Tim Kivi wrote:When they’re ripe then they’ll be soft and easy to twist off. If it’s a self-pollinating fig tree, the figs should be tasty.
However if it’s a pollinator (Capri) tree, they’ll taste awful even when ripe.
If it’s a hermaphrodite, they’ll be good if the figs last long enough on the tree.
Fig flavours vary vastly depending on the cultivar, like grapes. It’s why there’s a whole fig growers subculture devoted to collecting different flavours.
Dan Allen wrote:I was using the term fruit loosely, because like you said that's how we treat them. I am aware that it is an inverted flower. I assumed that a university publication would be reasonably acceptable proof. I see them called "fruits" in other university publications as well. Semantics aside, I will stand by my position on the basis of commonly accepted knowledge. I read the paper you posted from Tamu.ed, and it also calls figs a fruit and makes no mention of pollenization. I don't see how it's any different than the citation that I gave, they both come from universities, other than that the citation I gave actually touched on pollenization requirements or lack thereof. This is how we learn, by sharing information. I will be happy to accept that my stance is wrong when I see evidence to the contrary. Here is a second university publication, with citations to professors in the footnotes.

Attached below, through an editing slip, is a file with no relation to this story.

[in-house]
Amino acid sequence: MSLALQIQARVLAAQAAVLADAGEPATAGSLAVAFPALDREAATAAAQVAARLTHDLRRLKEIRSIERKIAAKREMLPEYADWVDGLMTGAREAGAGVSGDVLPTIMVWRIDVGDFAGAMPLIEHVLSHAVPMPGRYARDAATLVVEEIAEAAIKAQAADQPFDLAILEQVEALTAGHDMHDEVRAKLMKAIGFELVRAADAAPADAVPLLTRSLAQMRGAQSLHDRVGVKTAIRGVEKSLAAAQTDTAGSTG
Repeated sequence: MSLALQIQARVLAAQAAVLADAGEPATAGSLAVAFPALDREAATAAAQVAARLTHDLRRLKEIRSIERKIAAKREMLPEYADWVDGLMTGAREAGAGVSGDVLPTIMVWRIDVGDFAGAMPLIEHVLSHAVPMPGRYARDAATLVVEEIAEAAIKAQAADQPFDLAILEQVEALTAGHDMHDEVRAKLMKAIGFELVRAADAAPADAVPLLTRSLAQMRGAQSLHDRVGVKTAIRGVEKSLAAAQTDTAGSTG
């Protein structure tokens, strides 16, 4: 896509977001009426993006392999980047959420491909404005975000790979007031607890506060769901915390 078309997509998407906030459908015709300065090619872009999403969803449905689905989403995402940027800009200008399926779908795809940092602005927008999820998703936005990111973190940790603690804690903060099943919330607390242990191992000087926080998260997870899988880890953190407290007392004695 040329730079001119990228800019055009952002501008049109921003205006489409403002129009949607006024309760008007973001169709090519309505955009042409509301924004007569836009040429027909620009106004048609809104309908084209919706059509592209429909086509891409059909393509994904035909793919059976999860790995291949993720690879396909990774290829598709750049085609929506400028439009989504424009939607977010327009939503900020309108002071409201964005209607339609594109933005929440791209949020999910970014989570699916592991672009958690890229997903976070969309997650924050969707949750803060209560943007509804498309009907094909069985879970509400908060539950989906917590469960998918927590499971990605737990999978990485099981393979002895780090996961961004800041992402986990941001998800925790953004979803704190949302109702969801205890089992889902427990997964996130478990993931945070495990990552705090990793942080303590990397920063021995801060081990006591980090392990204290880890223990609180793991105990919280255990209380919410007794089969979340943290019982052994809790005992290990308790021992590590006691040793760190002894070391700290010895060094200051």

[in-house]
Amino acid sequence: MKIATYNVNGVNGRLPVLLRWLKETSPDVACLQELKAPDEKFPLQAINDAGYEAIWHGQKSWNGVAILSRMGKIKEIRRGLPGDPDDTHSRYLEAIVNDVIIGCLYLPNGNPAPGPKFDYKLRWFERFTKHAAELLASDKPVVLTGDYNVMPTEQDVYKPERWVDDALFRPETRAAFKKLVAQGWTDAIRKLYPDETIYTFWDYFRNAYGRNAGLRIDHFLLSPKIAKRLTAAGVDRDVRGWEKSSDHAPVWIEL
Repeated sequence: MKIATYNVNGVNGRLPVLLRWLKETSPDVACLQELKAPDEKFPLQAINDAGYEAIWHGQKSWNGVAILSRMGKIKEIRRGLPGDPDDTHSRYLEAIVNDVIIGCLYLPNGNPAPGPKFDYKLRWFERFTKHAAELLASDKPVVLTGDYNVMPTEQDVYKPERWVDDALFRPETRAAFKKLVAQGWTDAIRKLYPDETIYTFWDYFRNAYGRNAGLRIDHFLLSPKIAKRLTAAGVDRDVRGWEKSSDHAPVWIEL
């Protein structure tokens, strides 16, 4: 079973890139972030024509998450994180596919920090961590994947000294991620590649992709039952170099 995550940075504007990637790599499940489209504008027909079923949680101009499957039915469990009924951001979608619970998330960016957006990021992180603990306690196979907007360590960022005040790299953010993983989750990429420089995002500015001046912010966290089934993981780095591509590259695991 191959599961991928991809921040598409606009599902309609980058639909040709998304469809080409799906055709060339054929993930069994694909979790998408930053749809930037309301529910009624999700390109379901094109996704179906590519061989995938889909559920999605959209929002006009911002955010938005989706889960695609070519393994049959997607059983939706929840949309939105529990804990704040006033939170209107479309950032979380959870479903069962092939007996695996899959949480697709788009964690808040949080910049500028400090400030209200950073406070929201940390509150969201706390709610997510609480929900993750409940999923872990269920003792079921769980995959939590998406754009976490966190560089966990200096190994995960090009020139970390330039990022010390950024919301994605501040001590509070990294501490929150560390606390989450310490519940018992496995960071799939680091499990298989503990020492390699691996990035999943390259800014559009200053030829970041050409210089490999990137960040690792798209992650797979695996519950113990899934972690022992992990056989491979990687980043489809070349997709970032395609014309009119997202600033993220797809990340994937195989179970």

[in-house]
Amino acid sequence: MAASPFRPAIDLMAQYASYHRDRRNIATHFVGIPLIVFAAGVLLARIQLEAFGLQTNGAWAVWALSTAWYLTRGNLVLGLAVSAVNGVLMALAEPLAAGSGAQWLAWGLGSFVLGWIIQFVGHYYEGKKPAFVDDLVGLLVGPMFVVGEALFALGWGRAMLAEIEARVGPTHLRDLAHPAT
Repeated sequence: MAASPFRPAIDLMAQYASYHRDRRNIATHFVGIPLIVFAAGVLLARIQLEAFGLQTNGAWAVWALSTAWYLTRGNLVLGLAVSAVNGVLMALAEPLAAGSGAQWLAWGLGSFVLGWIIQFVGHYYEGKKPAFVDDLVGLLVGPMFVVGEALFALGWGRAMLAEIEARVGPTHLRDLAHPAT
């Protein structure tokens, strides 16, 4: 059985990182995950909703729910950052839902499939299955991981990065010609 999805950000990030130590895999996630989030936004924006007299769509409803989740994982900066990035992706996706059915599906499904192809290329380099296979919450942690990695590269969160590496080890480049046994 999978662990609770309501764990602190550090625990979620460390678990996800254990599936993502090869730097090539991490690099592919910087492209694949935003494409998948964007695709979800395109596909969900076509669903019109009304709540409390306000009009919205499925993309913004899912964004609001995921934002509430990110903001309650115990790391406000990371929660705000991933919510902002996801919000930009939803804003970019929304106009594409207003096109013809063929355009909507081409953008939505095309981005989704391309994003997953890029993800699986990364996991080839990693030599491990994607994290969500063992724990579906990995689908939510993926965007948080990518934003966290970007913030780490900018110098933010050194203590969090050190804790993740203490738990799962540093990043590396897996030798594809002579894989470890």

HS27/MG214: The Fig - UF/IFAS EDIS - University of Florida